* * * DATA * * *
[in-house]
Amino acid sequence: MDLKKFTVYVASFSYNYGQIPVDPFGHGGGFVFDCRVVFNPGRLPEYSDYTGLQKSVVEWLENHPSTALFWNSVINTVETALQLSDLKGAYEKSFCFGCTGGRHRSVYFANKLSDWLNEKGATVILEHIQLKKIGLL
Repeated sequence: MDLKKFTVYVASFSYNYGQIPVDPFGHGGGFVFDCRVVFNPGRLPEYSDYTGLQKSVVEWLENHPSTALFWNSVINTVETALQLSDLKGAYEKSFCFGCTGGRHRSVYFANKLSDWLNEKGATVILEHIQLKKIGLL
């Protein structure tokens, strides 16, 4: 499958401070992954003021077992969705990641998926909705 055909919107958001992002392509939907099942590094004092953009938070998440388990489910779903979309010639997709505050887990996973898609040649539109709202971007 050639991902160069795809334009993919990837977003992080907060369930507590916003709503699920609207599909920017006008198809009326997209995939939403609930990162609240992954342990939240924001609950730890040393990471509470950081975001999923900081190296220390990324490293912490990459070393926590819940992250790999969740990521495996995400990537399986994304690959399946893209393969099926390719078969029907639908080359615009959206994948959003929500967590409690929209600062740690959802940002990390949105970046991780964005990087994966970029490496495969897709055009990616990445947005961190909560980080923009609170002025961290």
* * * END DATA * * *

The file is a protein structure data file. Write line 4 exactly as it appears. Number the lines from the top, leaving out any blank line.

């Protein structure tokens, strides 16, 4: 499958401070992954003021077992969705990641998926909705 055909919107958001992002392509939907099942590094004092953009938070998440388990489910779903979309010639997709505050887990996973898609040649539109709202971007 050639991902160069795809334009993919990837977003992080907060369930507590916003709503699920609207599909920017006008198809009326997209995939939403609930990162609240992954342990939240924001609950730890040393990471509470950081975001999923900081190296220390990324490293912490990459070393926590819940992250790999969740990521495996995400990537399986994304690959399946893209393969099926390719078969029907639908080359615009959206994948959003929500967590409690929209600062740690959802940002990390949105970046991780964005990087994966970029490496495969897709055009990616990445947005961190909560980080923009609170002025961290």